The most empowering thing psychiatrists can do is to treat their patients as partners in their treatment, Ragins said.

Before treating one patient with auditory hallucinations, Ragins asked him what he would like to accomplish if his voices weren’t present. The patient replied that he would like to date women, but the voices often prevented him from doing so. After educating the patient about the range of medications that would diminish the voices and the side effects of each, Ragins and the patient decided on a medication.

At the next appointment, Ragin’s first question was not "How are the voices?," he said. It was, "Did you date any women?"

He hadn’t. Although the voices had diminished, Ragins said, the man was now embarrassed to approach women because the medication caused his hands to shake.

Ragins continued to work with the patient to find the medication and dosage that permitted him to reach his goal—dating women—by finding a balance between symptom relief and side-effects.

"We’re not the state department of mental hygiene trying to scrub the world clean of mental symptoms. My medications are part of improving patients’ lives, not just treating their illnesses."


To recover, patients must take responsibility for themselves, Ragins pointed out, but it is difficult for them to do so if psychiatrists play the role of caretaker. When this happens, he said, "we’re often protecting them from the very experiences that lead to recovery."

Although psychiatrists’ first instinct is to relieve patients’ pain and suffering, it should be to help patients learn from their pain and suffering to get better. "These two goals are often at odds with one another," he said.

Ragins compared the psychiatrist’s role in helping patients achieve self-responsibility to an experience with which many can identify: driver education.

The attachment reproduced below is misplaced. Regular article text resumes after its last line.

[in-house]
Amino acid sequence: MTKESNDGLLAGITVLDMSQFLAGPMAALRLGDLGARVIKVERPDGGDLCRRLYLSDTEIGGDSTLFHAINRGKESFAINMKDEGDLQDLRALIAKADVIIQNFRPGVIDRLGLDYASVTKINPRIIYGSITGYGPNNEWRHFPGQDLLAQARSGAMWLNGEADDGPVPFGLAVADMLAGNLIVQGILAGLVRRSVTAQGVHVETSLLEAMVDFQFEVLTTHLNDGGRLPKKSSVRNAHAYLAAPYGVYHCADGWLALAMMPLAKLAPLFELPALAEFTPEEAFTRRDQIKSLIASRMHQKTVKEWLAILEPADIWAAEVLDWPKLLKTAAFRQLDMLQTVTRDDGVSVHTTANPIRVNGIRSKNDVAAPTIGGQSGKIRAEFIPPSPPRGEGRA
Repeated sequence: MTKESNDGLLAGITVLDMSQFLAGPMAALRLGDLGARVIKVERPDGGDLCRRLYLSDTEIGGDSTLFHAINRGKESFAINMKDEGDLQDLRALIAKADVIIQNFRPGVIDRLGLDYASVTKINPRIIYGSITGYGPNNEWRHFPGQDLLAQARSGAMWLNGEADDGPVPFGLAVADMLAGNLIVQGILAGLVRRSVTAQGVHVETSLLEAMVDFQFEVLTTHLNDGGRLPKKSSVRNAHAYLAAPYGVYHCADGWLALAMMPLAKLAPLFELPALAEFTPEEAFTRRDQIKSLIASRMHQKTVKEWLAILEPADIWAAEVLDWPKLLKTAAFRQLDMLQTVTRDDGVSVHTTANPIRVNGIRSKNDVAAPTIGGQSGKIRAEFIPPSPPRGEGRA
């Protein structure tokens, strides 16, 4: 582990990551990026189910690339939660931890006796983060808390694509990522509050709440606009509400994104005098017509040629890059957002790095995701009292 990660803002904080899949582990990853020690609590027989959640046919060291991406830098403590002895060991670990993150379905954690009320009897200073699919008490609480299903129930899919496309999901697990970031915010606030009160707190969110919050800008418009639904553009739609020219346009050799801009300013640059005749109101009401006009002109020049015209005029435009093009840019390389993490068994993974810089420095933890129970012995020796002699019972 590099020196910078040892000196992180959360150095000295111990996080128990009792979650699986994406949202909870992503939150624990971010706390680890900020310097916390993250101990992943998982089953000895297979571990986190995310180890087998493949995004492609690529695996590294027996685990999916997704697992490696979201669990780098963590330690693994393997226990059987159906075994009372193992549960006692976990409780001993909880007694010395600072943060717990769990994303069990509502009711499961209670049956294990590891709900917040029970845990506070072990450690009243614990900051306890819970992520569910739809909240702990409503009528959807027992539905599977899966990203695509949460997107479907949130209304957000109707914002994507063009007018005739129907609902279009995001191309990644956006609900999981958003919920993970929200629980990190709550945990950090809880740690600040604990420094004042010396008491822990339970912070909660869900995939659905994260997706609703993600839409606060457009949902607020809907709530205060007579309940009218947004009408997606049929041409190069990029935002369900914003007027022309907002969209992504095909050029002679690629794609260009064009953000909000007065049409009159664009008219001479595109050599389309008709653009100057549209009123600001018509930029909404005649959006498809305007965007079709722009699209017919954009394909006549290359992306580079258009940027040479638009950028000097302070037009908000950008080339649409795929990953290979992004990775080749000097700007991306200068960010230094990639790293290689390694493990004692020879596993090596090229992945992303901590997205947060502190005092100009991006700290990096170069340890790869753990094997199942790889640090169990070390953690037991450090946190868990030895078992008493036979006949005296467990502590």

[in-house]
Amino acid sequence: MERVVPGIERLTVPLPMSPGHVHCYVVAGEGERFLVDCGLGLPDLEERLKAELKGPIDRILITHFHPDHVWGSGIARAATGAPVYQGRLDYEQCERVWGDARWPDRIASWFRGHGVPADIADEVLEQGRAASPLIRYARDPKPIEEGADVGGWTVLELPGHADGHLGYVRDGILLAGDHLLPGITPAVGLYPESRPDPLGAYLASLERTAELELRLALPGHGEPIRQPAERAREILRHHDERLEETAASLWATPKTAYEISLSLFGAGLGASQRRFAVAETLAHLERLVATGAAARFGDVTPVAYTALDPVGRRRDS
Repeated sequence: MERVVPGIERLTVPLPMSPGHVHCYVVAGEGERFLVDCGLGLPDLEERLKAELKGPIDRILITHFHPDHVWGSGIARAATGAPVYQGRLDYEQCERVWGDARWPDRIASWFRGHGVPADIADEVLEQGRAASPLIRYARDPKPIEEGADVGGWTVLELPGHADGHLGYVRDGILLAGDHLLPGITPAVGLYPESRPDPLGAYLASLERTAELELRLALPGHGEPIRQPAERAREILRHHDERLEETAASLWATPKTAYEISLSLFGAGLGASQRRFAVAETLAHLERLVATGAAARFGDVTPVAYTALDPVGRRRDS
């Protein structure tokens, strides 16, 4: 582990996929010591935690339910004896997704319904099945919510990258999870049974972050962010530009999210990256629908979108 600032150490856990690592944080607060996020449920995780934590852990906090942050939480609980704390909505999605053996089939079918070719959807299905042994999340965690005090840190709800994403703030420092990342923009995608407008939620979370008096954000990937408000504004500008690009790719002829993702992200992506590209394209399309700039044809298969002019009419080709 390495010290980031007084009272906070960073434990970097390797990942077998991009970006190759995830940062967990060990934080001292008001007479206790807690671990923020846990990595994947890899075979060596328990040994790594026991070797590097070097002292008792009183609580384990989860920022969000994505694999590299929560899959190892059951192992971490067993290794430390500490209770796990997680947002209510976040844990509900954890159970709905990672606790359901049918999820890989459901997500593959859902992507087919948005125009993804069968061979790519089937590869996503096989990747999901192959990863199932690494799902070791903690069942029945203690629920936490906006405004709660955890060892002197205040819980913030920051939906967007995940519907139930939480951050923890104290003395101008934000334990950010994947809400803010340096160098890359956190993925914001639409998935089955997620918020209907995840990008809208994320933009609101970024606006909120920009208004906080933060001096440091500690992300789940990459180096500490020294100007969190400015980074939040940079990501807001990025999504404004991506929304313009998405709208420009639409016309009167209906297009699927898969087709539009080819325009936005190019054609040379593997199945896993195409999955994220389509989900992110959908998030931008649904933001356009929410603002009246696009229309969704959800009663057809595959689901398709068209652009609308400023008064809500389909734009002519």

When it was time to teach his oldest son to drive, Ragins said, "I couldn’t teach him in a classroom or in a simulator, or by asking him to watch me drive...I sat next to him while careened down the street—I’m along for the ride."

During the lessons, Ragins thought about his role as a passenger. "I realized I was helping him to see what I would see if I was in the driver’s seat," he said. As psychiatrists, he added, "we try to help patients see what we would see in order to navigate life successfully."

In addition to helping patients take responsibility for themselves, Ragins said, psychiatrists must encourage them to assume meaningful roles to recover, beyond those of "psychiatric patient" or even "mental health survivor." Some of these roles may be employee, spouse, or family member, he said.

Ragins noted that many people who are recovering from mental illnesses reconnect with family members, including grown children who were long ago taken away from them.


Ragins said when treating patients, psychiatrists’ strict adherence to boundaries can limit the possibility of recovery. "Sometimes we hide behind boundaries," he said. "When we ask our patients, ‘What did we do that really helped you?,’ they don’t tell us it was that clever combination of risperidal and depakote and paxil," Ragins said.

"They tell us, ‘It was when you believed in me when no one else did,’ or ‘When you let me sit in your car when I was dirty,’ or ‘When you hugged me and I knew you felt how hard it was for my kids to be taken away from me.’

"Those are the moments of healing," Ragins said, "and if our boundaries are so high they prevent all that healing, that’s too high a price to pay."

More information on the Village Integrated Service Agency and the full text the book A Road to Recovery can be found on the Web at www.village-isa.org.